Metaverse worlds may also rely on AI to generate the very buildings, neighbourhoods, landscapes and people that make up the worlds themselves, creating yet another avenue for serious harm. Meta and others have indicated that it will be impossible/ impractical for a human workforce to create 3D assets sufficient to populate massive virtual words at an immersive level of detail. They intend therefore to rely on generative AI systems to build content from a more limited set of assets drawn from the real world or from user-generated content. This approach however, introduces the risk of those AI systems perpetuating historical discrimination and disadvantage present in their training data, or reproducing abusive content generated by users. Examples of these risks being realised by AI systems in production abound, in domains including image search, recruitment and chat bots.

Online worlds

Even before combining them with AI and VR, large-scale online worlds such as online multiplayer games have demonstrated the difficulties controlling player experience. Various forms of verbal abuse including bullying, griefing and sexual harassment are rife, and so far gaming companies have largely failed to implement effective moderation and policing. Online games can also be highly addictive, with some countries going as far as opening up treatment centres to address the problem.

Early anecdotes suggest that increasing the immersiveness of virtual worlds may increase the impact of abuse. In February 2022 a British woman, Nina Jane Patel, acting as a beta tester for Meta’s Horizon World virtual reality platform described being “verbally and sexually harassed” by 3–4 male avatars. Patel highlighted the contribution of VR to this “nightmare” experience, commenting: “In some capacity, my physiological and psychological response was as though it happened in reality.”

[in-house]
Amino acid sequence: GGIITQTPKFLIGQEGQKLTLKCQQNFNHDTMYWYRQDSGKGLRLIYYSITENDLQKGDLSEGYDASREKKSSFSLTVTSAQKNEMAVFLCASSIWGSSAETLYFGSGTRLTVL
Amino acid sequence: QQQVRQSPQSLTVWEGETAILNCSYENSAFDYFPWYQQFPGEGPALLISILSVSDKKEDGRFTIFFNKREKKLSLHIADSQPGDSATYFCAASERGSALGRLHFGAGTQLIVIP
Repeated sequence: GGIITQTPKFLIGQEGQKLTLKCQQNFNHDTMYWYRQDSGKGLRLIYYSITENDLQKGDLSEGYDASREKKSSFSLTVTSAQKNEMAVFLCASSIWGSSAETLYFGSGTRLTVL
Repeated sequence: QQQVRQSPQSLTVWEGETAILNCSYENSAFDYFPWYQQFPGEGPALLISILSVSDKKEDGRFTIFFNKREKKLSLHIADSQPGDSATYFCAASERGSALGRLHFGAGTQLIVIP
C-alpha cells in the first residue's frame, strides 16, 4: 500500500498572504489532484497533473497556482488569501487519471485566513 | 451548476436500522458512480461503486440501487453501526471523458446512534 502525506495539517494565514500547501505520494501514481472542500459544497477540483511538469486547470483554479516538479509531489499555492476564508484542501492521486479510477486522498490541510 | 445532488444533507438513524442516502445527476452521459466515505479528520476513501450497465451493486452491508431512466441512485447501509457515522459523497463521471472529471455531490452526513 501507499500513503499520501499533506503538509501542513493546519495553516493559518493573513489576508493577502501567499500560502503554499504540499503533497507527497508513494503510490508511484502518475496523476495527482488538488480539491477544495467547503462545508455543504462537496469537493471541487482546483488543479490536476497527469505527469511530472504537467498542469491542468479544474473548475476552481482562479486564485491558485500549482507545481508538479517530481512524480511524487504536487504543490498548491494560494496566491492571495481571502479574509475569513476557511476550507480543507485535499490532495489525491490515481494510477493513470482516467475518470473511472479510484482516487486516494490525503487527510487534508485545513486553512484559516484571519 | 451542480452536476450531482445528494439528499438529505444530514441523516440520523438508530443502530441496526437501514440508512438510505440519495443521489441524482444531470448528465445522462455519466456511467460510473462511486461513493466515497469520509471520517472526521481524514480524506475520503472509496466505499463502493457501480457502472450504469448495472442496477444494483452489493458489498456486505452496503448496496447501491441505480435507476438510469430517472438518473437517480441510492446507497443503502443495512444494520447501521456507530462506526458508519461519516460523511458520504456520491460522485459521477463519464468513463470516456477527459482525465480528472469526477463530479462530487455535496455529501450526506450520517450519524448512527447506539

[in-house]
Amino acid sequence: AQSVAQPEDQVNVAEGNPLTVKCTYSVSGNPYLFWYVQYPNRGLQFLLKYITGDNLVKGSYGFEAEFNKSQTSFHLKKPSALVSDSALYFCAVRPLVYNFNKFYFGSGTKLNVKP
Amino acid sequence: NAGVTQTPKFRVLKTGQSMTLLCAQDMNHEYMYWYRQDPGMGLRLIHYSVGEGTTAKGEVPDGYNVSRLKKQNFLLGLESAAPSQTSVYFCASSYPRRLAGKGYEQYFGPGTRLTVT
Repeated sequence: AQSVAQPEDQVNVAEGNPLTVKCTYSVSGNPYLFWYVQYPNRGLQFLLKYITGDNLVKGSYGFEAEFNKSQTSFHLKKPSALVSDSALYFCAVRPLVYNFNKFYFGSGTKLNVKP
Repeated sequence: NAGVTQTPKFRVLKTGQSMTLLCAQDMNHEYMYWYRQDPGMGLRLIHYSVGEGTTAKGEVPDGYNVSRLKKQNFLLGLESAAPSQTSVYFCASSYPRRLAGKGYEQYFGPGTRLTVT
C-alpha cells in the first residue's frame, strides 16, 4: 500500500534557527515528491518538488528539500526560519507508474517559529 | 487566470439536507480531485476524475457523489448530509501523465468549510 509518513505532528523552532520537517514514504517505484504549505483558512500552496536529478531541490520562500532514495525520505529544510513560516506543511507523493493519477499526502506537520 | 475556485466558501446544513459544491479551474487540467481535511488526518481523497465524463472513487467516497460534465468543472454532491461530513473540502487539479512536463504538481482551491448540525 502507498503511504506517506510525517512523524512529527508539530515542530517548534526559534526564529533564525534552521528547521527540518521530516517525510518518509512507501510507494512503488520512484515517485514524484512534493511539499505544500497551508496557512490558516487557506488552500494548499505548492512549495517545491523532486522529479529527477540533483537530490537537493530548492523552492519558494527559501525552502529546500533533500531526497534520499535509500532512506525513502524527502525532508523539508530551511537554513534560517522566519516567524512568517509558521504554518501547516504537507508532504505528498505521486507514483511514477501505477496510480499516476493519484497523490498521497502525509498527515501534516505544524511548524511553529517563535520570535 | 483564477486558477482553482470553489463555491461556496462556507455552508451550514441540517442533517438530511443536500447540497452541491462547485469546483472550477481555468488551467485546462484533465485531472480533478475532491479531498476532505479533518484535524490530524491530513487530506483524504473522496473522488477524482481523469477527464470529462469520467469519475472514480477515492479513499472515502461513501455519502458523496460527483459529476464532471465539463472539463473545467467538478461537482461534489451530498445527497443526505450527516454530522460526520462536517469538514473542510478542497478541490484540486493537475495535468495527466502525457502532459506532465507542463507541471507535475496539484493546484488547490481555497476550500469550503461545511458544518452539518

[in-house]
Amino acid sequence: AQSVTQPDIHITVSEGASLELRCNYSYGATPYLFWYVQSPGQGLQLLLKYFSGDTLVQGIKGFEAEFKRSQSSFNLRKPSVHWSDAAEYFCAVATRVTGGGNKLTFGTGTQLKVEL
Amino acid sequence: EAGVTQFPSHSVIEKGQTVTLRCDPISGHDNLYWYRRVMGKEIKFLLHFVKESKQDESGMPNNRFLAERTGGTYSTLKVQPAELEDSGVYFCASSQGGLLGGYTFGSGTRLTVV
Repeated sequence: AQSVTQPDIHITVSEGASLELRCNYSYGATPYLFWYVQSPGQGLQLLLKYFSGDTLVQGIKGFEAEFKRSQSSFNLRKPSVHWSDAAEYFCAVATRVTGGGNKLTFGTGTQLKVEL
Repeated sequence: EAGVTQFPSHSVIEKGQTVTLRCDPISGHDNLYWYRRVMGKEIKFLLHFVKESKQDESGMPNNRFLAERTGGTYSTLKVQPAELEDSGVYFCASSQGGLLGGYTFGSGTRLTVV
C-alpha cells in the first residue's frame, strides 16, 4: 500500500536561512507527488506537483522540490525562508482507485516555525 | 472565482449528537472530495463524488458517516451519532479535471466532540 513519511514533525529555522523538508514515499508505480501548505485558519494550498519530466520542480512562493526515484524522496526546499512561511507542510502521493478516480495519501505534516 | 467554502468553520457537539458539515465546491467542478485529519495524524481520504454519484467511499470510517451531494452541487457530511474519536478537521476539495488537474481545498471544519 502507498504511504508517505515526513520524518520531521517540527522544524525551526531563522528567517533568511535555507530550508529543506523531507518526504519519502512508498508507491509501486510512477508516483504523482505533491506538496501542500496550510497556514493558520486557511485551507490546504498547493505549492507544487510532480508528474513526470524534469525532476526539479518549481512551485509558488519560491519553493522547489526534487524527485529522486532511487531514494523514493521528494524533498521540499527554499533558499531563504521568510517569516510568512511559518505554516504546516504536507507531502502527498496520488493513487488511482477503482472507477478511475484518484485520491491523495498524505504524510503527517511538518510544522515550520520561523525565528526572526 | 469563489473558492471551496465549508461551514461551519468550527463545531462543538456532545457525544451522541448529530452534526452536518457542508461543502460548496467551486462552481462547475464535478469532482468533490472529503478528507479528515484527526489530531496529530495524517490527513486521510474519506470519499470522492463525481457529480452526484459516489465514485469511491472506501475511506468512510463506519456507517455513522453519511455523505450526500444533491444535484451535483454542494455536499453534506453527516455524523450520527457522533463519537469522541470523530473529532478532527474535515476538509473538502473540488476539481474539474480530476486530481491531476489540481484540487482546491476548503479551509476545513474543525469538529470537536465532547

Unknown unknowns

It’s not just known harms from social media and online games that we should be worried about carrying into the metaverse. Combinations of new technologies could easily create new types of risk that we haven’t yet thought of. One example is the unknowns arising from basing metaverse commerce and property on cryptocurrencies and non-fungible tokens, something many metaverse designers are advocating. The consequences of this heady mix are virtually impossible to predict, especially if crypto regulation is slow to arrive. However the current profusion of scams, ponzi schemes, stolen art and climate-destroying CO2 emissions that characterise the cryptocurrency world indicate that metaverse designers should approach adding yet another new and powerful technology to the metaverse melting pot with extreme caution.

Conclusion

Stephenson’s original vision of the metaverse in Snow Crash was dystopian: a dangerous and potentially addictive place controlled by one or two corporations. The metaverse that we create can be better if we design it carefully. We must identify and control the risks that come from combining so many powerful technologies in novel ways, before those risks are realised as large-scale harm. We can’t afford to repeat the mistake we made with social media; of deploying it across the globe, integrating it into so many aspects of our lives, and only then trying to clean up the mess.

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Gradient Institute is an independent, nonprofit research institute that works to build ethics, accountability and transparency into AI systems: developing new algorithms, training organisations operating AI systems and providing technical guidance for AI policy development.

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Lachlan McCalman

Lachlan McCalman

Chief Practitioner, Gradient Institute